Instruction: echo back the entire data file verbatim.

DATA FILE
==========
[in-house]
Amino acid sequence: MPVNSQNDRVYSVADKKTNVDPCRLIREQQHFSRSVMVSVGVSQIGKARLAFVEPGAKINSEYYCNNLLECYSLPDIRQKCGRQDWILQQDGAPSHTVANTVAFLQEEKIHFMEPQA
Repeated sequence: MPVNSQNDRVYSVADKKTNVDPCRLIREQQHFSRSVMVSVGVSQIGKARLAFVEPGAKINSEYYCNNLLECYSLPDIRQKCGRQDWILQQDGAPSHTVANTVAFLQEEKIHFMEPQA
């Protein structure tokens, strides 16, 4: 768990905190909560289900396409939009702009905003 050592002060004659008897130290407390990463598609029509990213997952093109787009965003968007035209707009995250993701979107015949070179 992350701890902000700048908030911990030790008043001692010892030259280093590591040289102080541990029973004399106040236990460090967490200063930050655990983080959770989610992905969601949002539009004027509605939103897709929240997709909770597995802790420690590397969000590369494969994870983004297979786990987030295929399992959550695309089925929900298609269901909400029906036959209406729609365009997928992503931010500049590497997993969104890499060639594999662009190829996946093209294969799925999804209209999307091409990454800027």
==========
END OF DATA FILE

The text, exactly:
[in-house]
Amino acid sequence: MPVNSQNDRVYSVADKKTNVDPCRLIREQQHFSRSVMVSVGVSQIGKARLAFVEPGAKINSEYYCNNLLECYSLPDIRQKCGRQDWILQQDGAPSHTVANTVAFLQEEKIHFMEPQA
Repeated sequence: MPVNSQNDRVYSVADKKTNVDPCRLIREQQHFSRSVMVSVGVSQIGKARLAFVEPGAKINSEYYCNNLLECYSLPDIRQKCGRQDWILQQDGAPSHTVANTVAFLQEEKIHFMEPQA
């Protein structure tokens, strides 16, 4: 768990905190909560289900396409939009702009905003 050592002060004659008897130290407390990463598609029509990213997952093109787009965003968007035209707009995250993701979107015949070179 992350701890902000700048908030911990030790008043001692010892030259280093590591040289102080541990029973004399106040236990460090967490200063930050655990983080959770989610992905969601949002539009004027509605939103897709929240997709909770597995802790420690590397969000590369494969994870983004297979786990987030295929399992959550695309089925929900298609269901909400029906036959209406729609365009997928992503931010500049590497997993969104890499060639594999662009190829996946093209294969799925999804209209999307091409990454800027």